JIS News

Jamaica’s national flag was raised in Toronto, Canada, at a ceremony held at the Jamaican Canadian Centre, on Sunday, August 2, witnessed by a group of Jamaicans who proudly sang the Jamaican Anthem.
President of the Jamaican Canadian Association (JCA), Ms. Audrey Campbell, said the flag was being raised as a symbol for all who have pride and love for Jamaica. She paid tribute to those Jamaicans who, through their work and deeds, have put Jamaica on the world map.
“We will always remember Marcus Garvey and Bob Marley, but of late we have been the envy of the world with our athletes who achieved the highest sporting honour – Olympic Gold. Every Jamaican last year experienced a sense of pride as our flag flew on the world stage and our anthem played, signifying that we are the best in the world.”
Noting that Jamaicans have no boundaries, she mentioned the Jamaican Bobsled team which took part in the 1988 Winter Olympics in Alberta, Canada.
“We are what legends are made of,” said Ms. Campbell. “And once again we have astonished the world with our tenacity, in one Newton Marshall who braved sub-zero temperature to represent Jamaica as a musher in a sled dog competition in the Yukon.”
Jamaica’s Consul General to Toronto, Anne-Marie Bonner read a message from Prime Minister, Hon. Bruce Golding, calling on all Jamaicans to lend their talents, time, expertise and experiences to the process of growth and development in Jamaica.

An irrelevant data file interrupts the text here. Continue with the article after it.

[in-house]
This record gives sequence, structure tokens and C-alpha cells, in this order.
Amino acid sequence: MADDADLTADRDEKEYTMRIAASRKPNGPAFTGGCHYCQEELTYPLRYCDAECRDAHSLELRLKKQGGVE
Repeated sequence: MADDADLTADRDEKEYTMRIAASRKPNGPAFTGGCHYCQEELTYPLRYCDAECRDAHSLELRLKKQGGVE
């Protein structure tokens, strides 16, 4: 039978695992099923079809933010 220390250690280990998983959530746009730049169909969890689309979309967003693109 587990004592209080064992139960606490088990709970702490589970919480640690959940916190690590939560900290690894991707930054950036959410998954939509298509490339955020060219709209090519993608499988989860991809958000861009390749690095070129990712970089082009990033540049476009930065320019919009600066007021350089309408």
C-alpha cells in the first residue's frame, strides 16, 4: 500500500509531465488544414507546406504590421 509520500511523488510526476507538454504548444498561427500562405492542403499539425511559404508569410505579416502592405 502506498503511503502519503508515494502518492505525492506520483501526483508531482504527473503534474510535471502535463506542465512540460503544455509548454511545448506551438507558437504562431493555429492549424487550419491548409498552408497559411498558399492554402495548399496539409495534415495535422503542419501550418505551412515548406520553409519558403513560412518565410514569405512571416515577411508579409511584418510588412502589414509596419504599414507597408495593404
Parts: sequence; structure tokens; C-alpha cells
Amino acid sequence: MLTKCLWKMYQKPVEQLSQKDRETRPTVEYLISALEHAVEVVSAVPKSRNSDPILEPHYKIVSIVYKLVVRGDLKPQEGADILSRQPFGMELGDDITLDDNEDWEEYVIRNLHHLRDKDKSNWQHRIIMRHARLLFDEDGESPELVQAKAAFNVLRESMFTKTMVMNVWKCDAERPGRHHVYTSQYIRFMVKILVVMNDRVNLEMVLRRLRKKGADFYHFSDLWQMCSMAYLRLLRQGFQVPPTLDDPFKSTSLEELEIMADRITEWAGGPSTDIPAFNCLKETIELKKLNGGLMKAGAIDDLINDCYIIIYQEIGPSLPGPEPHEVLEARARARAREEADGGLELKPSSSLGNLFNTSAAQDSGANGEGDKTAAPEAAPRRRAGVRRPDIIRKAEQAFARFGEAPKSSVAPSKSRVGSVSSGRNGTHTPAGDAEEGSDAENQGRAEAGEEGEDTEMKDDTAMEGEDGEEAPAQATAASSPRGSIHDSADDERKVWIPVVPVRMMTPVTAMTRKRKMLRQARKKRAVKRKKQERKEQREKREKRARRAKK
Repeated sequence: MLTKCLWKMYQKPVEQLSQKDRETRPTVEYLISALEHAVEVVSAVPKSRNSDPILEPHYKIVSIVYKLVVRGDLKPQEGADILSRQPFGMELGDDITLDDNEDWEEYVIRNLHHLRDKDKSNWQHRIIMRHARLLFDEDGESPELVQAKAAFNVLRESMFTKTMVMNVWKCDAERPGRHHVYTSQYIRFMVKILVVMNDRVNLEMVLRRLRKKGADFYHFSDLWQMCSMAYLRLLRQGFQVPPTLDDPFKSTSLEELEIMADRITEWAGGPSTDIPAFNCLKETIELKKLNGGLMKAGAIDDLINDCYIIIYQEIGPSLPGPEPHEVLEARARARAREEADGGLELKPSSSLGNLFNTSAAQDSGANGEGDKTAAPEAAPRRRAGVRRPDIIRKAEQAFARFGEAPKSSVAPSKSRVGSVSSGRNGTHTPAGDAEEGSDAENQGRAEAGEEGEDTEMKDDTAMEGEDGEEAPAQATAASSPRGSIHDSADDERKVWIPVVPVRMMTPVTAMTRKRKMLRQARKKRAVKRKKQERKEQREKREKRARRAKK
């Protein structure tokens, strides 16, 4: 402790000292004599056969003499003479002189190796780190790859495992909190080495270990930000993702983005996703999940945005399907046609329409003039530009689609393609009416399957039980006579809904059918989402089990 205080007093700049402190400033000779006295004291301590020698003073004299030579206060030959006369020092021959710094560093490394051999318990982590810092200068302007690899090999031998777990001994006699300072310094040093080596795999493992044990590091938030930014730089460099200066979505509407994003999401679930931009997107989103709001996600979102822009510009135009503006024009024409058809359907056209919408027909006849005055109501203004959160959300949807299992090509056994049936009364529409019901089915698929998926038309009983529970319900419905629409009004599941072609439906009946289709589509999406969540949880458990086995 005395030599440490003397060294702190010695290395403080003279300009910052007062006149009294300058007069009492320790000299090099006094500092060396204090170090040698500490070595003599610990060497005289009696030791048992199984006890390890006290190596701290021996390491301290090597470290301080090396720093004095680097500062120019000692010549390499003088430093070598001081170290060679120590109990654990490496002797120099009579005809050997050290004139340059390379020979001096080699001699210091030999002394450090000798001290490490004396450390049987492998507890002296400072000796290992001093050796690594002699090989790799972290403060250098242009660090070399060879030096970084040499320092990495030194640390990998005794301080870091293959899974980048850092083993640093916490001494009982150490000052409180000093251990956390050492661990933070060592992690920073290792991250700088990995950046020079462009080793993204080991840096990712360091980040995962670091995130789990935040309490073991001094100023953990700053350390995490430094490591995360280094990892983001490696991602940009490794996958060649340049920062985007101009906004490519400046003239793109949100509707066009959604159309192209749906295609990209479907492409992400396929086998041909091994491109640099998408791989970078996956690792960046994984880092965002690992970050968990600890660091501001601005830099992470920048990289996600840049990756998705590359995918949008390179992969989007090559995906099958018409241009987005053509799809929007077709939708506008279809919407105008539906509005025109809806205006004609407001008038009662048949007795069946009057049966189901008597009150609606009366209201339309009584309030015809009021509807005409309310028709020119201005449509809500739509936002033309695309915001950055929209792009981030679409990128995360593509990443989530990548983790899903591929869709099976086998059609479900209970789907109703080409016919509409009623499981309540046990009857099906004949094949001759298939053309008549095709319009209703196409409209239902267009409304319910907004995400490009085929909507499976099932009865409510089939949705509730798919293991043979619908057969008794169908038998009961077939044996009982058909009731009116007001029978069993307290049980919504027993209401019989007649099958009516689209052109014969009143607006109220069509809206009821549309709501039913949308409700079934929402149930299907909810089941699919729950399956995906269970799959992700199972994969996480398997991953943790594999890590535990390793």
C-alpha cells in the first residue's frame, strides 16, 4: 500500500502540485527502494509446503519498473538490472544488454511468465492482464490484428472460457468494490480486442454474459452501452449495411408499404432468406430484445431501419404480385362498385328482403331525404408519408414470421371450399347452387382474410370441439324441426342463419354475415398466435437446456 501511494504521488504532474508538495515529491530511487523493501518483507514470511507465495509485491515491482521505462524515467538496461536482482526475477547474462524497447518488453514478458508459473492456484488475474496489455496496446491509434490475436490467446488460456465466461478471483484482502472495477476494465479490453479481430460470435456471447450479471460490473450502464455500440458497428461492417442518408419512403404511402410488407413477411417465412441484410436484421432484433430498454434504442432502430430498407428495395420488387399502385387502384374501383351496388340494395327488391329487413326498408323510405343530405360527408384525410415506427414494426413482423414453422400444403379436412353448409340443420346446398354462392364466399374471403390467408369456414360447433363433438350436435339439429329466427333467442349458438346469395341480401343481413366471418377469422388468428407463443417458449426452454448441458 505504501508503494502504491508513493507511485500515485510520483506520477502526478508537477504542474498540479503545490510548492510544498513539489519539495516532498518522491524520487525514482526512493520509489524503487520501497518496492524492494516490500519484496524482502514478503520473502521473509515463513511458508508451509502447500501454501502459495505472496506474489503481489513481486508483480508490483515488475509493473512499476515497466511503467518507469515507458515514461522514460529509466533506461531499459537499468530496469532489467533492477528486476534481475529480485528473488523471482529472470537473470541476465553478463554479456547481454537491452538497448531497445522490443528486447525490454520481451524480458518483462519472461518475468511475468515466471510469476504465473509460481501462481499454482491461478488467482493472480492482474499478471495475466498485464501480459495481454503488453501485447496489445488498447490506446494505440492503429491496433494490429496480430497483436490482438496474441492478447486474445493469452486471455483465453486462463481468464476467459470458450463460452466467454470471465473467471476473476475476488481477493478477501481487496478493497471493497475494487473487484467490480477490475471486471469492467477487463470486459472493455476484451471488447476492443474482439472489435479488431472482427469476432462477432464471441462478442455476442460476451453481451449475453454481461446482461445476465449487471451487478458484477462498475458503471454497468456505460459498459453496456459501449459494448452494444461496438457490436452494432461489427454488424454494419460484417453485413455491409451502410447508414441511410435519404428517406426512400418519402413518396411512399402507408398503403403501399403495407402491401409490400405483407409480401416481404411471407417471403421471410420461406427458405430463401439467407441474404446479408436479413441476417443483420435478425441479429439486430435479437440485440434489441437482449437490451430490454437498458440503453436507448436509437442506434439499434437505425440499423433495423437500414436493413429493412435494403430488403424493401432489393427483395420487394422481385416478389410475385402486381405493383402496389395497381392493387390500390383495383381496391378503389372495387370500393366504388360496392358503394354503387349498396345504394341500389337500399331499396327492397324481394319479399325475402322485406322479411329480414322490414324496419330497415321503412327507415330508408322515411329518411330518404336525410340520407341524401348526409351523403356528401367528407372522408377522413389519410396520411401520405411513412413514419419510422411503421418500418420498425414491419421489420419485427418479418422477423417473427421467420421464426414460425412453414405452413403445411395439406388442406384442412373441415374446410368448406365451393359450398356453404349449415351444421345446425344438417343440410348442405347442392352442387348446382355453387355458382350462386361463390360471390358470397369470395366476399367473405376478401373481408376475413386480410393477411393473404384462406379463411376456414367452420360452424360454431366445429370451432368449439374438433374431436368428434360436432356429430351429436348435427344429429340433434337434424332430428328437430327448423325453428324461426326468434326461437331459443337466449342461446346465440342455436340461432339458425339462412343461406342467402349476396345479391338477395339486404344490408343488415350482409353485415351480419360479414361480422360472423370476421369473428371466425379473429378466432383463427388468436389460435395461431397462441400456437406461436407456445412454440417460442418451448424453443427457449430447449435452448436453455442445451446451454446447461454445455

The Prime Minister said although this is a time of celebration, it is also a time of deep reflection and introspection, and Jamaicans should all ask themselves these questions: “Have we done all that we can, to assist Jamaica’s advancement? Are we pleased with Jamaica’s pace of development? How can we strengthen our contribution to Jamaica’s growth?”
Former Member of the Provincial Parliament in Ontario, Jamaican-born Mary Anne Chambers, said she loves this year’s Independence theme – “I Believe in Jamaica.”
She told the audience that when her family moved from Jamaica to Canada more than 30 years ago, “we were determined that Canada was going to be good for us, but also that we were going to be good for Canada.”
She said that many Jamaicans were doing good for Canada and were making a positive contribution to that country.
“Can you imagine the health care system without Jamaicans? Can you imagine the educational system without Jamaicans? These professions would not be the same. So, feel good and believe in Jamaica. One of the other reasons we have to believe in Jamaica is because there is absolutely no value in coming from somewhere you can’t feel proud of,” stated.
Master of Ceremonies, Letna Allen-Rowe, gave a history lesson on Jamaica’s road to Independence.

Skip to content